Budweiser: King of Beers and Can Design Engineering

Developing a cutting edge product and manufacturing it with extra factory capacity is certainly a win- win scenario, and one which Anheuser-Busch used to produce their new “bowtie” beer can.

If you’re like me, the first thing you thought when you saw this new design was, how did they manufacture it?

If you’re still scratching your head you’re not alone; it took Anheuser-Busch three years and $20 million to develop the equipment and process.

Traditional Can Manufacturing Process

In the final step, the top is trimmed and pressed inward in a process call “necking”; this forms a taper where the lid will later be attached after filling. There are beverage can systems that manufacture cans in this manner in speeds up to 2400 cans per minute.The traditional can is manufactured through a process of cold forming; in this process, a flat blank is formed into a cup,  the cup is then formed using a process called ironing. The dies used in the ironing phase also form the bottom of the can.

It goes without saying that this is a very evolved process, which makes one wonder how different the new process must be to require such a high development cost. In fact the new can costs more to manufacture: it requires twice the aluminum and contains 6% less beer than the traditional can.

With aluminum at over $0.80 per lb., one wonders if the investment will pay off.

New and Updated Manufacturing Process

Budweiser Bowtie Can

Though not much is yet known about the manufacturing process, it is safe to say that it begins with a standard can, with heavier walls. This would explain the extra material, which would have been necessary to produce the shape, as standard cans have wall thickness is only 0.0047”.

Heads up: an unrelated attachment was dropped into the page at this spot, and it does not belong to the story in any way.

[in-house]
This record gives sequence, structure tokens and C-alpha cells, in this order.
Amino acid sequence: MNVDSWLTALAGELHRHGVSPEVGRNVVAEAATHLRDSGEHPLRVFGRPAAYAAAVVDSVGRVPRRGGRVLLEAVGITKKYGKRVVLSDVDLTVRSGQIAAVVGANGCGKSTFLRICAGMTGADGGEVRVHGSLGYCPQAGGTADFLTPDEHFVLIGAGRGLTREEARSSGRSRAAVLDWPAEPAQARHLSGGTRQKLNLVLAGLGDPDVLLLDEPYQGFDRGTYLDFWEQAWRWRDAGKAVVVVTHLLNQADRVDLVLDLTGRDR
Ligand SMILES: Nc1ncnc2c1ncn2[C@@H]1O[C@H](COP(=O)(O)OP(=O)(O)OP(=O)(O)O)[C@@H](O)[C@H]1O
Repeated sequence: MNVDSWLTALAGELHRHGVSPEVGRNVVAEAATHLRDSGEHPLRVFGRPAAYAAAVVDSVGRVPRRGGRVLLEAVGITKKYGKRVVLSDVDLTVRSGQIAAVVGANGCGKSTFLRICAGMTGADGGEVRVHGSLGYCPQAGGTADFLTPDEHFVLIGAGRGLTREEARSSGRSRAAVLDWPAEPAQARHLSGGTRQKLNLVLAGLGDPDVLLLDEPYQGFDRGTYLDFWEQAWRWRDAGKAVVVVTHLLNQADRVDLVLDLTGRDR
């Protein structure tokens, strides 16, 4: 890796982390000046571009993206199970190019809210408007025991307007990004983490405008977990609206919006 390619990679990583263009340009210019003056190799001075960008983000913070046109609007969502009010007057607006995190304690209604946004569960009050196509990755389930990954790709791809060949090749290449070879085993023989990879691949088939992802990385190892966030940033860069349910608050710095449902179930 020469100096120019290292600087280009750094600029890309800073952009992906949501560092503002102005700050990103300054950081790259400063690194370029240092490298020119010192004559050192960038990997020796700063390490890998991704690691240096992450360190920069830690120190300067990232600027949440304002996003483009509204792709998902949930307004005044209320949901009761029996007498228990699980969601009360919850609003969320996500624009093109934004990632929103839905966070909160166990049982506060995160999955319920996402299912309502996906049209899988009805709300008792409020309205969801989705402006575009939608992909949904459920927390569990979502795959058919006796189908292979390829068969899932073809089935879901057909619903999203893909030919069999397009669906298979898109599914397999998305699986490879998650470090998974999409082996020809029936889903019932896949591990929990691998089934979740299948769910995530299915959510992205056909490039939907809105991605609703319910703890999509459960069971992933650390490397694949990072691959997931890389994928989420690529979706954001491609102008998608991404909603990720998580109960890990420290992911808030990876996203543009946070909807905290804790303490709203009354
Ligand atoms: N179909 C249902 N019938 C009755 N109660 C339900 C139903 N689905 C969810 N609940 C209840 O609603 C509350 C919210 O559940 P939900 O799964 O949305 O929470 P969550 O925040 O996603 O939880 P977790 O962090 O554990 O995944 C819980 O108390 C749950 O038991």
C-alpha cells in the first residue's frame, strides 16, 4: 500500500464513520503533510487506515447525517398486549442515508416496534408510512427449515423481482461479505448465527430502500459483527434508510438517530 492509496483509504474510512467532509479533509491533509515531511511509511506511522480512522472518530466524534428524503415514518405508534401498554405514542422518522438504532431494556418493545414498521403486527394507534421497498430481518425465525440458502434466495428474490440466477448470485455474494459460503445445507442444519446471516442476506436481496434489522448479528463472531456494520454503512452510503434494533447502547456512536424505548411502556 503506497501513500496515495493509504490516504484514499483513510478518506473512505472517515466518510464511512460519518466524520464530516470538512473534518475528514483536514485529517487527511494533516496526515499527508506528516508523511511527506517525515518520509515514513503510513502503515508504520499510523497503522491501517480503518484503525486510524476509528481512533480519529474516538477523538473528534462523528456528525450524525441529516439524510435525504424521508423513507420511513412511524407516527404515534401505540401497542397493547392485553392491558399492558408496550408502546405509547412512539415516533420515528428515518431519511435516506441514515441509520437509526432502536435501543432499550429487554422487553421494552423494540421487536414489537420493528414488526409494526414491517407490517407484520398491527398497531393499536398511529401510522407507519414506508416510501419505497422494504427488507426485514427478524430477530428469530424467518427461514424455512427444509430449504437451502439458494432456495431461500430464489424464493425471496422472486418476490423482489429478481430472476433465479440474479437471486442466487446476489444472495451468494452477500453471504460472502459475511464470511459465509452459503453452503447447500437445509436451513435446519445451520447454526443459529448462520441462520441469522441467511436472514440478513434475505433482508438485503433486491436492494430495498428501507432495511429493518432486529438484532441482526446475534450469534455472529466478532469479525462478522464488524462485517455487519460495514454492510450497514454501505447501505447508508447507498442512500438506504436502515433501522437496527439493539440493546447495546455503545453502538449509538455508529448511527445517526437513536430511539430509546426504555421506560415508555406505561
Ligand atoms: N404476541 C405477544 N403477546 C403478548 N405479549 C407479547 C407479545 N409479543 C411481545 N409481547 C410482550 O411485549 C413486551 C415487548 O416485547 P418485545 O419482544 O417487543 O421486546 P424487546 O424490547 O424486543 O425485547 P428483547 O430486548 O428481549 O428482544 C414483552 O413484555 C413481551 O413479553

Forming the double conical bowtie shape requires a 16 step process that utilizes high precision spinning dies. In a progressive forming process the spinning dies are used to form the bottom of the can in a ten step process, followed by a 6 step process to form the top, and finally followed by the standard necking process.

Due to the physical properties of aluminum, the custom shape and thickness of the material, and the production volume that a product such as this requires, the dies and the system in general would require extreme precision.

Anyone who understands the complexity of high speed automation and precision dies can appreciate the amount of engineering that a system such as this requires.

The can is currently being manufactured at a 300,000-square-foot New Windsor, New York plant, which had to undergo significant changes to accommodate the manufacturing line.

The 150 employee facility has already produced over 18 million bowtie cans, which is just a fraction of the over 3 billion cans that they manufacture annually.

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